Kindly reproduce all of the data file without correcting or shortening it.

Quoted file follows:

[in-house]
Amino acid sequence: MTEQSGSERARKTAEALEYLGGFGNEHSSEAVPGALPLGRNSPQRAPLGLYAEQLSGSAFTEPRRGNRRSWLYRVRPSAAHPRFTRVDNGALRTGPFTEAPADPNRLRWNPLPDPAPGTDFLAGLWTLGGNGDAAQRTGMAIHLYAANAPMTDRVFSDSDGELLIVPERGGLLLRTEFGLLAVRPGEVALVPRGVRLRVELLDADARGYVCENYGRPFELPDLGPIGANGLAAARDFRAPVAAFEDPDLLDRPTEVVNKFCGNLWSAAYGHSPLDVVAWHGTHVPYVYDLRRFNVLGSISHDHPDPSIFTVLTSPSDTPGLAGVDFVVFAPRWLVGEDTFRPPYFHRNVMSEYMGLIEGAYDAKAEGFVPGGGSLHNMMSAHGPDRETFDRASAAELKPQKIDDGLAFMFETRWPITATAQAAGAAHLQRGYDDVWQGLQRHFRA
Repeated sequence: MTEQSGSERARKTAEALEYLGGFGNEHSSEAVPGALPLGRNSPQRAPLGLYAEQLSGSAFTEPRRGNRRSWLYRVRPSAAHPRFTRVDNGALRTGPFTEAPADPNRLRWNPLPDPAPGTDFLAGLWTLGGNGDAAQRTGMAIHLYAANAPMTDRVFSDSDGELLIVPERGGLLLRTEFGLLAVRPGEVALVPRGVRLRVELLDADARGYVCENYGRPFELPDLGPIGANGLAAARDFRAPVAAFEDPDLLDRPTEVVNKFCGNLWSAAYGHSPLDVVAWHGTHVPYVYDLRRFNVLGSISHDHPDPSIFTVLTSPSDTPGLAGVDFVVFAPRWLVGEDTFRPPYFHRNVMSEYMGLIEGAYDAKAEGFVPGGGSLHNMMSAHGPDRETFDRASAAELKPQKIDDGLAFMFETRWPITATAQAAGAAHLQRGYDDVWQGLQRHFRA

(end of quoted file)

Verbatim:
[in-house]
Amino acid sequence: MTEQSGSERARKTAEALEYLGGFGNEHSSEAVPGALPLGRNSPQRAPLGLYAEQLSGSAFTEPRRGNRRSWLYRVRPSAAHPRFTRVDNGALRTGPFTEAPADPNRLRWNPLPDPAPGTDFLAGLWTLGGNGDAAQRTGMAIHLYAANAPMTDRVFSDSDGELLIVPERGGLLLRTEFGLLAVRPGEVALVPRGVRLRVELLDADARGYVCENYGRPFELPDLGPIGANGLAAARDFRAPVAAFEDPDLLDRPTEVVNKFCGNLWSAAYGHSPLDVVAWHGTHVPYVYDLRRFNVLGSISHDHPDPSIFTVLTSPSDTPGLAGVDFVVFAPRWLVGEDTFRPPYFHRNVMSEYMGLIEGAYDAKAEGFVPGGGSLHNMMSAHGPDRETFDRASAAELKPQKIDDGLAFMFETRWPITATAQAAGAAHLQRGYDDVWQGLQRHFRA
Repeated sequence: MTEQSGSERARKTAEALEYLGGFGNEHSSEAVPGALPLGRNSPQRAPLGLYAEQLSGSAFTEPRRGNRRSWLYRVRPSAAHPRFTRVDNGALRTGPFTEAPADPNRLRWNPLPDPAPGTDFLAGLWTLGGNGDAAQRTGMAIHLYAANAPMTDRVFSDSDGELLIVPERGGLLLRTEFGLLAVRPGEVALVPRGVRLRVELLDADARGYVCENYGRPFELPDLGPIGANGLAAARDFRAPVAAFEDPDLLDRPTEVVNKFCGNLWSAAYGHSPLDVVAWHGTHVPYVYDLRRFNVLGSISHDHPDPSIFTVLTSPSDTPGLAGVDFVVFAPRWLVGEDTFRPPYFHRNVMSEYMGLIEGAYDAKAEGFVPGGGSLHNMMSAHGPDRETFDRASAAELKPQKIDDGLAFMFETRWPITATAQAAGAAHLQRGYDDVWQGLQRHFRA